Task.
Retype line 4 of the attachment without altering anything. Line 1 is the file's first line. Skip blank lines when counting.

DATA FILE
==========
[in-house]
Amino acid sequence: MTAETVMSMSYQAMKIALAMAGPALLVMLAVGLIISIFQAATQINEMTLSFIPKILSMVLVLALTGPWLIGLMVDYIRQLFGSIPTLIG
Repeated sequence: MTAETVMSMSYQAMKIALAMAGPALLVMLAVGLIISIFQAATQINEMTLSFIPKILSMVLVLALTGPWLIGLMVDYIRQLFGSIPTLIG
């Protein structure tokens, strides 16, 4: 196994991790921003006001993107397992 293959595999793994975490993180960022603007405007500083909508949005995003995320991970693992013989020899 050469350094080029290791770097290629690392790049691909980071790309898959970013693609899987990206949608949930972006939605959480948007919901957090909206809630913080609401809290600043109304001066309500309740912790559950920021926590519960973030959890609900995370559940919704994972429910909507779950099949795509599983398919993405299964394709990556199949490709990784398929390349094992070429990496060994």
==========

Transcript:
């Protein structure tokens, strides 16, 4: 196994991790921003006001993107397992 293959595999793994975490993180960022603007405007500083909508949005995003995320991970693992013989020899 050469350094080029290791770097290629690392790049691909980071790309898959970013693609899987990206949608949930972006939605959480948007919901957090909206809630913080609401809290600043109304001066309500309740912790559950920021926590519960973030959890609900995370559940919704994972429910909507779950099949795509599983398919993405299964394709990556199949490709990784398929390349094992070429990496060994």